The ruling Georgian Dream-Democratic Georgia came under heavy criticism from the parliamentary opposition over the November 21-22 anti-terrorist operation in Tbilisi, during which, according to unconfirmed reports, senior ISIS member Ahmed Chatayev was killed.
Opposition politicians say Chataev’s alleged infiltration into Georgia highlights weaknesses of the country’s security system. They also slam the government for its decision to release Chatayev in 2013, few months after his arrest in the Lopota gorge clash, when a group of militants fought against the Georgian security forces.
Nika Rurua of the opposition United National Movement said if Chatayev’s death was confirmed, it would mean “that the security system in the country is in complete disorder.” “As far as I know, he was released through the efforts of senior Georgian Dream’s politicians, including Eka Beselia (chair of the Parliament’s committee for legal issues) and others. This person left Georgia, committed a horrible terrorist act in Istanbul and returned back to the country as if nothing had happened,” Rurua noted.
“Very serious questions have been raised in terms of the country’s security and border protection systems,” said MP Salome Samadashvili of the United National Movement. “Of course, we are interested in what the State Security Service spends its efforts on, when its budgetary funding is increasing day-by-day.”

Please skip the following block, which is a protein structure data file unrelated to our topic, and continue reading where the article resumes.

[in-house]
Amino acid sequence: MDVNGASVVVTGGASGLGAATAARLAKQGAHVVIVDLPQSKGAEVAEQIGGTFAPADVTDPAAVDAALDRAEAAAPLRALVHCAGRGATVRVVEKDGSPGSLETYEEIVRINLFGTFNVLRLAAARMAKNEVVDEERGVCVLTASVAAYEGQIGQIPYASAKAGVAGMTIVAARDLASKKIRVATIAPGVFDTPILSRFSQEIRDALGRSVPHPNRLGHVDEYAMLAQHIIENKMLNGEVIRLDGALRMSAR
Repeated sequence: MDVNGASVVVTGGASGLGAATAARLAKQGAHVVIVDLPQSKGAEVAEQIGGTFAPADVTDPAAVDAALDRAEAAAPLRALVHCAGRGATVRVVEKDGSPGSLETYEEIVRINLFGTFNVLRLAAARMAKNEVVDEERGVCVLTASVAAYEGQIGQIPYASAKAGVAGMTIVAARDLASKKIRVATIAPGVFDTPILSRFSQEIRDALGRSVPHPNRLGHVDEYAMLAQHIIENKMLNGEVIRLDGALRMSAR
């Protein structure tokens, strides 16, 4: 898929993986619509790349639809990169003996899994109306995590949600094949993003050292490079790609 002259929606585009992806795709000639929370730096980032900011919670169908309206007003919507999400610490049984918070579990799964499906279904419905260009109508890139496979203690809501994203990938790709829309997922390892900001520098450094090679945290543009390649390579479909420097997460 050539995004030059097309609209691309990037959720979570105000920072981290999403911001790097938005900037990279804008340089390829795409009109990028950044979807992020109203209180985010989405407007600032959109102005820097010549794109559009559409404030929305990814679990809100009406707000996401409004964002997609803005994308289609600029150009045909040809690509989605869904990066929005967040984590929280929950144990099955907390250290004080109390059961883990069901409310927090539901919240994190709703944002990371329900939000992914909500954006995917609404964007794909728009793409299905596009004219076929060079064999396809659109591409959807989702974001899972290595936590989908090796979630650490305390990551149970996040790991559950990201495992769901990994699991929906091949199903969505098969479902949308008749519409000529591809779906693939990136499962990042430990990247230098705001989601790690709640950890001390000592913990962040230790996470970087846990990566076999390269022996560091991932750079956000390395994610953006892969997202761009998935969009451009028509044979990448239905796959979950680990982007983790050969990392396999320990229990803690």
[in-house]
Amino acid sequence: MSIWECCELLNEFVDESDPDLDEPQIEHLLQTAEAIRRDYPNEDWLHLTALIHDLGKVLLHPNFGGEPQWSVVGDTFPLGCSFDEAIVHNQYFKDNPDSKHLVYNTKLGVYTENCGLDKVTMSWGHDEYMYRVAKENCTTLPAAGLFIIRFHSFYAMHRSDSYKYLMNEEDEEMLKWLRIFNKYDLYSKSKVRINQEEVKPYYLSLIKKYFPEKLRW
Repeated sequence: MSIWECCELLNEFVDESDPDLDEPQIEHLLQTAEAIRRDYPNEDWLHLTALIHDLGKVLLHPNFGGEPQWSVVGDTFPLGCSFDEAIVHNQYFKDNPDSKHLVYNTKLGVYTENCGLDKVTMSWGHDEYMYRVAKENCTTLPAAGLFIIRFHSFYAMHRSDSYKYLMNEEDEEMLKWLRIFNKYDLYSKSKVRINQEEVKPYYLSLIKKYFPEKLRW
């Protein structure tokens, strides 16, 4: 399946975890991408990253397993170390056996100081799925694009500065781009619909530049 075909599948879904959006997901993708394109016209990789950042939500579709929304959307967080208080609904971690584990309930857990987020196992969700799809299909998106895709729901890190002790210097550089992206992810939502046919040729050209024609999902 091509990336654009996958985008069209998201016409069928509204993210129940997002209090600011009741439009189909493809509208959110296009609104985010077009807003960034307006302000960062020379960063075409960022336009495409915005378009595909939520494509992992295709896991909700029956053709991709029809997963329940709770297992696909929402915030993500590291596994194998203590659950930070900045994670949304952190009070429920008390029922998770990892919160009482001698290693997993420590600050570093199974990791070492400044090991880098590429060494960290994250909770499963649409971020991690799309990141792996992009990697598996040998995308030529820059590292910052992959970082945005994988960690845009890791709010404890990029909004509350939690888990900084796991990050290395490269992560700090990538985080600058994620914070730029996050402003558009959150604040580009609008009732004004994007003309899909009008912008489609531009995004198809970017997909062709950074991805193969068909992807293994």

In the words of MP Sergi Kapanadze of the European Georgia, “it is very important” that the Head of the State Security Service appears before the lawmakers to answer their “legitimate” questions on the anti-terrorist operation.
“Several important questions have been raised. First of all, they relate to whether one of the killed [gunmen] was Chatayev,” Kapanadze said, also inquiring “how an ISIS member entered Georgia and what were the goals of the group.”
Members of the parliamentary majority responded to the statements with counter-criticism, and called on the opposition to wait for the results of the investigation.
“We will not accept such impudent accusations from anyone, especially from those people, who themselves committed terrorist acts in their own country. I can recollect a lot of such facts - terrorist acts plotted by them, fabricated terrorist acts, killing their own citizens,” said GDDG lawmaker Eka Beselia.
Vakhtang Gomelauri, head of the State Security Service of Georgia, said on November 26 that “there are suspicions” that one of the gunmen killed in the November 22 anti-terrorist operation in Tbilisi could be Ahmed Chatayev. Earlier, Georgian sources, as well as Russian and Turkish media, also reported on Chatayev’s death.
Ahmed Chatayev, a Russian national of Chechen origin suspected in masterminding the 2016 Istanbul airport bombings, had been listed as terrorist by the U.S. Treasury in 2015 for planning attacks against unspecified U.S. and Turkish facilities. In 2015, he was also added to the UN Security Council’s Al-Qaida Sanctions List. Chatayev is wanted by the Russian authorities as well.